After helping the villagers evacuate their homes, the 3rd Recon team fought off the fire dragon with the help of one of their new acquaintances. After the battle, the various villagers dispersed to go to other settlements, but a small group was left in the care of Itami and his team.
The anime has more Tuka, and simply by showing additional scenes of her mourning makes it more convincing than the manga. It really feels like she is mourning as the point is reinforced throughout the episode.
This episode follows the manga pretty closely with only a few alterations to order of events, added scenes, and scenes that were cut. Overall, it was fairly laid-back and no major action took place, unlike the previous 3 episodes.
In the midst of all of the construction of the base and of the accommodations for the refugees, this episode takes a little time to give some more depth to the three girls (Rory, Tuka, and Lelei) in a few added scenes to make up for the weakness of their introductions.
(This is actually a scene from the first page of the next chapter, but since it happened in this episode and the next chapter includes way more than just this one scene apparently, I’ll put this here.) This scene about China’s “president” adds to the whole global politics aspect of GATE, an area that I hope gets more attention as the story progresses.
No it isn’t. It’s Tuka Luna Marceau. In the first use of her name, the narrator pronounces it with a “ch” sound, but the rest of the times, it is a “t” sound (though less clearly a “t” than the clarity of the first use being a “ch”). I guess it’s better to be less-obviously wrong all the time than obviously wrong once?
The flashback at the opening of this episode about what happened to Tuka’s village doesn’t include the scene where her father shoots the fire dragon in the eye with an enchanted arrow, which was the most important thing. That scene was why she knew to tell the JSDF to aim for the eyes last episode, and it makes no sense to have this shown after the dragon fight. Showing the result first and reason later only works for things that are suspenseful, not “well maybe it’s an elf thing to shoot stuff in the eyes?” things.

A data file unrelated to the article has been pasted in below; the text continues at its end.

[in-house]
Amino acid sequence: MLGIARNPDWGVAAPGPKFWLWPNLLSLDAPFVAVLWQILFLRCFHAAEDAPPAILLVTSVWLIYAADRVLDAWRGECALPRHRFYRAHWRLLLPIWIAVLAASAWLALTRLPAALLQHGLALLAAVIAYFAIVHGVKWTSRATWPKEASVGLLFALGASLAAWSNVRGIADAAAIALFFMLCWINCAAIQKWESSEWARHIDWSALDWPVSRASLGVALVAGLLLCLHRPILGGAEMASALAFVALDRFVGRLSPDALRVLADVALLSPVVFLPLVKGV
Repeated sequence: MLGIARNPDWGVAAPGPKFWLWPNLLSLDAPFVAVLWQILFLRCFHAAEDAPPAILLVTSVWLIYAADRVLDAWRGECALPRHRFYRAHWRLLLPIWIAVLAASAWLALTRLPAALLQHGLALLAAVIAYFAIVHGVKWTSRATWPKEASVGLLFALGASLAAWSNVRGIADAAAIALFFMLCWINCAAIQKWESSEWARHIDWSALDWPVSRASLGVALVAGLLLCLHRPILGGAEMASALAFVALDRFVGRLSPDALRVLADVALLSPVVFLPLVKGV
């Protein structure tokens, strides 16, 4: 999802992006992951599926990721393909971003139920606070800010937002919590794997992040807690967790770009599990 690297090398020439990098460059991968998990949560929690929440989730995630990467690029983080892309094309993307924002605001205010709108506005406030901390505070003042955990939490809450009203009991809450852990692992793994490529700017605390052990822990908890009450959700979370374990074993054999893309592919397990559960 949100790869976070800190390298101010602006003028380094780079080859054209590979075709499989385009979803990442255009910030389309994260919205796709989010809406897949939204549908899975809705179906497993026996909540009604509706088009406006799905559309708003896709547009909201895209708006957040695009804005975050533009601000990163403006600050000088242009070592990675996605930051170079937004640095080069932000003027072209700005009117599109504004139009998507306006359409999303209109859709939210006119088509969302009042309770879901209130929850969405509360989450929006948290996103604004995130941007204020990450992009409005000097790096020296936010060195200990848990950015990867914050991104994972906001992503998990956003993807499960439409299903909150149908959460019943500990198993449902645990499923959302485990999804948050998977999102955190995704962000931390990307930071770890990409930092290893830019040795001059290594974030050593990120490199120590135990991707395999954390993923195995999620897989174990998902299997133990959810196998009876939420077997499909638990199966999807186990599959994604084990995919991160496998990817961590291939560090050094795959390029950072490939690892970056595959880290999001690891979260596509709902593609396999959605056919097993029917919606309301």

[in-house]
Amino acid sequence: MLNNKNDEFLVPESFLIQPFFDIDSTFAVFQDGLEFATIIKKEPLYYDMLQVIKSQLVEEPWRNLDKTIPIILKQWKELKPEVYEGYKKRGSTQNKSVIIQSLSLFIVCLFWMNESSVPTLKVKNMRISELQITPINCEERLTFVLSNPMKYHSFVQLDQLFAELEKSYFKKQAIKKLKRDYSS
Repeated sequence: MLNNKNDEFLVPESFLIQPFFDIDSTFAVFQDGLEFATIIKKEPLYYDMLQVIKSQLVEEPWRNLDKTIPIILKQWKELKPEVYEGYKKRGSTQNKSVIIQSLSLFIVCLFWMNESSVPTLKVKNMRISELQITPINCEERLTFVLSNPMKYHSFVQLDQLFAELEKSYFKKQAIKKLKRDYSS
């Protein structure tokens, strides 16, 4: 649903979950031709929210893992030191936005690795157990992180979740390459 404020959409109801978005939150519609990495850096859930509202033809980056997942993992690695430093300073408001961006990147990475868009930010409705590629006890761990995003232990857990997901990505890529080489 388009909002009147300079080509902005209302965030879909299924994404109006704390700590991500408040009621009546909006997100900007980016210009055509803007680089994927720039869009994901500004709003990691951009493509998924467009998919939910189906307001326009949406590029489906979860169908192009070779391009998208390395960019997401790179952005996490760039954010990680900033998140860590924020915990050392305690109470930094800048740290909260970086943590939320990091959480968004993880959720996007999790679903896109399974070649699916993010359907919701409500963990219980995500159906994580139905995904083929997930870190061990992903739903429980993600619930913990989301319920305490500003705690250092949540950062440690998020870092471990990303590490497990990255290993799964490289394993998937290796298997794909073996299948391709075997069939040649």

Chapter 7 opens with a hilarious retelling of the battle with the fire dragon by a tavern waitress. The jokes are, of course, just as obviously phallic, but the funny part is that they think the Panzerfaust is magic and casts the spell “Backblast Clear” to make things go boom. This little nod to the comedic scene of performing a shoulder check in the last chapter gives the jokes a variety of levels (lowly phallus references and technological misunderstandings based on a detail from a previous event).
ヽ༼ຈل͜ຈ༽ﾉ raise your magic
This chapter recounts the events of the Battle of Alnus Hill, a topic covered earlier in the anime as it took place chronologically within the story. The story better fits where the manga places it, as it gives the interaction between Piña and Dulan, King of Elbe more depth and meaning. Instead of a “here’s what’s going on,” we get a “here’s what happened to make this king lose an arm, a leg, and his army,” which ties into Dulan’s realization that the enemy isn’t the JSDF, but the Empire and ties Piña’s visit together in a serious and meaningful way.
Again, we see more into Lelei’s thoughts in the manga. We may not see her in a chemical ordnance suit, but we do learn more about why she would be in such attire - research and discovery. While easy to infer in the anime, it’s nice to see it explicitly stated in the manga, as it strengthens her character as the calm, inquisitive sage.
Rory is indeed to scary. You never ask a lady how old she is, especially when she can chop you apart with her halberd as easily as she can bat her eyelashes.
Little details like the fact that, using conservative numbers, by selling the scales alone, they would have enough money to last them 13,000 days (35.6 years), are good ways to give characters like Sage Kato (who looks more like Gandalf in the manga as opposed to looking more like Radagast in the anime) some more exposure and build the world some.
The details are really what sets the manga apart from the anime - tracer ammunition, squad tactics, Oakley gloves with knuckleguards, etc. (Also, the otaku joke gives Kurokawa’s character more personality, making her memorable for something other than “shes one of the 2 women, but she’s the medic, not the feisty one.”)
I honestly could not think of any things that the manga did poorly. Believe me, I tried.
This week’s anime episode was a nice change of pace as it tried to make up for poor introductions, but it just doesn’t live up to the manga’s character depth, and the decision to move some events around, like the Battle of Alnus Hill, are detrimental to the story line’s tone. There have been some odd decisions made in the adaptation so far, none of them atrocious, but a few that are pretty detrimental to the experience of the material overall. The story itself has progressed in an interesting direction with the introduction of global politics back in Japan. I hope they go further with the politics of higher-ups and officials with agendas commanding soldiers like Itami who are just trying to do the right thing for the people they can help.
AnimeGATE is a series on experiencing an anime and its manga source material simultaneously. But really, “it’s about ethics in anime adaptations...”